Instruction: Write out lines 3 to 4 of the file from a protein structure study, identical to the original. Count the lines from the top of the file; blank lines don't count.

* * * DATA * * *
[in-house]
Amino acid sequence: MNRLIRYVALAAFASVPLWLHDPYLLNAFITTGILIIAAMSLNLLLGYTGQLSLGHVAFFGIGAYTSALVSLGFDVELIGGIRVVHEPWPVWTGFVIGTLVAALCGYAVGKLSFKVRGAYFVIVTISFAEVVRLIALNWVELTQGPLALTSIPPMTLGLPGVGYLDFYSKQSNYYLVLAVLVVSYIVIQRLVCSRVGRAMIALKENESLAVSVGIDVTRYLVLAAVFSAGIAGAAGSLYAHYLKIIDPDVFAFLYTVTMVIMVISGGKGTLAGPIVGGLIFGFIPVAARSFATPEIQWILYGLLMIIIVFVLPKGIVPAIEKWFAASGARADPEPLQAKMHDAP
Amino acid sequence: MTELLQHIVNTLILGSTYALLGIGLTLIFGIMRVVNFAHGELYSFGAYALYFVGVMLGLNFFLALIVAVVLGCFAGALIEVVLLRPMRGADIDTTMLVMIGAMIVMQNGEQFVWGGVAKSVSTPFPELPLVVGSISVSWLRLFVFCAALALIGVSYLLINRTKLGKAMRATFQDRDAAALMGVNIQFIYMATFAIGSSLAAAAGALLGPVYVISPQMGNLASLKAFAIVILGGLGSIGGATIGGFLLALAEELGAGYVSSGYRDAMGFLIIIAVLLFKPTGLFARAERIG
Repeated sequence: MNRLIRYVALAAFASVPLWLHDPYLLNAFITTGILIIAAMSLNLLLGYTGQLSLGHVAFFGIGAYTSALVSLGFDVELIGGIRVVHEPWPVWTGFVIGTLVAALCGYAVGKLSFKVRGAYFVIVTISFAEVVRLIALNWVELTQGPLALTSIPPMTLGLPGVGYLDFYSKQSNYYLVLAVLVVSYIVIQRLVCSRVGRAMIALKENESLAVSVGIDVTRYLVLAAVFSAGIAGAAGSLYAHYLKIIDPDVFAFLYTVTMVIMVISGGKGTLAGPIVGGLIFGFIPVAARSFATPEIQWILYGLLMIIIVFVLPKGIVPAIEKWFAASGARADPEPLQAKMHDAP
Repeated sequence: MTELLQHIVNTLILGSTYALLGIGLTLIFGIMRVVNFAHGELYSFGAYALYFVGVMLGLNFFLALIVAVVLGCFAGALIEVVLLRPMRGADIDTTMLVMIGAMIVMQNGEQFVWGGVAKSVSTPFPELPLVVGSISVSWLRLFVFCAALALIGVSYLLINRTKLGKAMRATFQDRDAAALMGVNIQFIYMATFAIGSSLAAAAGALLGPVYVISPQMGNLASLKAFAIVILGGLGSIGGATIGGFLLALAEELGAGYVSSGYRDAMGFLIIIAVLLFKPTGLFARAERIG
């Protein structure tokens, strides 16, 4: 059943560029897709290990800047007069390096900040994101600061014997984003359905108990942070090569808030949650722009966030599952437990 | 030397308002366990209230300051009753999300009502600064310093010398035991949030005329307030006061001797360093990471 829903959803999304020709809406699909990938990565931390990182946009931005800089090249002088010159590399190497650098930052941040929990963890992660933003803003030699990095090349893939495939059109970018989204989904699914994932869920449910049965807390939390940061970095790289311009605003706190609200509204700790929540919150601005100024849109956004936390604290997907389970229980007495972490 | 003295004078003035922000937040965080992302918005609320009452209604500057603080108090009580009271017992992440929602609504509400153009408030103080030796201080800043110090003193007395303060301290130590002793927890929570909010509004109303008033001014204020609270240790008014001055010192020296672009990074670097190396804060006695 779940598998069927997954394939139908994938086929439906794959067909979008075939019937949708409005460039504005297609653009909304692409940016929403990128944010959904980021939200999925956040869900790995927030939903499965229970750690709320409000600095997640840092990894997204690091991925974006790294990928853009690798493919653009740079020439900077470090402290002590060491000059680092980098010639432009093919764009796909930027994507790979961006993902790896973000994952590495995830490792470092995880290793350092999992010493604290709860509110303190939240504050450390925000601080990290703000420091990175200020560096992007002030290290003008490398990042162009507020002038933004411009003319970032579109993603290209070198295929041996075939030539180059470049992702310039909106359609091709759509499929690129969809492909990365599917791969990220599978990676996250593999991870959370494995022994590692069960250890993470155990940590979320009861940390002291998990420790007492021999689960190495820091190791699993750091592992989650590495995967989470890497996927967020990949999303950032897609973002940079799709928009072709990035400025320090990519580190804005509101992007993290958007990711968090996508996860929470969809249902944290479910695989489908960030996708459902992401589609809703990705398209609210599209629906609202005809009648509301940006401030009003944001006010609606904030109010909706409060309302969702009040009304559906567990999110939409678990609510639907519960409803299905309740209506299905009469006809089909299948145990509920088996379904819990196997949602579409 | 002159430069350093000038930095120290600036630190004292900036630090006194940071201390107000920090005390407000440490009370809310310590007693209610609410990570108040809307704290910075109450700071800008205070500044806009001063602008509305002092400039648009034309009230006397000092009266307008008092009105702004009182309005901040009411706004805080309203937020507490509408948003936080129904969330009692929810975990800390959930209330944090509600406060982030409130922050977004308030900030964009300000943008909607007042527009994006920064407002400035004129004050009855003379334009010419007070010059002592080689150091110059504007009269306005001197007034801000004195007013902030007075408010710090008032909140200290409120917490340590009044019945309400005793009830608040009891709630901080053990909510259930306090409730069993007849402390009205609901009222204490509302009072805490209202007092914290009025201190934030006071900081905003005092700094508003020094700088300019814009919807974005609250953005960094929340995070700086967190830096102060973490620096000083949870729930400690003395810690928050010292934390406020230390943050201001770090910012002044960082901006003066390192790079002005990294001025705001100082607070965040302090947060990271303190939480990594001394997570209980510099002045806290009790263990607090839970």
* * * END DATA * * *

Amino acid sequence: MTELLQHIVNTLILGSTYALLGIGLTLIFGIMRVVNFAHGELYSFGAYALYFVGVMLGLNFFLALIVAVVLGCFAGALIEVVLLRPMRGADIDTTMLVMIGAMIVMQNGEQFVWGGVAKSVSTPFPELPLVVGSISVSWLRLFVFCAALALIGVSYLLINRTKLGKAMRATFQDRDAAALMGVNIQFIYMATFAIGSSLAAAAGALLGPVYVISPQMGNLASLKAFAIVILGGLGSIGGATIGGFLLALAEELGAGYVSSGYRDAMGFLIIIAVLLFKPTGLFARAERIG
Repeated sequence: MNRLIRYVALAAFASVPLWLHDPYLLNAFITTGILIIAAMSLNLLLGYTGQLSLGHVAFFGIGAYTSALVSLGFDVELIGGIRVVHEPWPVWTGFVIGTLVAALCGYAVGKLSFKVRGAYFVIVTISFAEVVRLIALNWVELTQGPLALTSIPPMTLGLPGVGYLDFYSKQSNYYLVLAVLVVSYIVIQRLVCSRVGRAMIALKENESLAVSVGIDVTRYLVLAAVFSAGIAGAAGSLYAHYLKIIDPDVFAFLYTVTMVIMVISGGKGTLAGPIVGGLIFGFIPVAARSFATPEIQWILYGLLMIIIVFVLPKGIVPAIEKWFAASGARADPEPLQAKMHDAP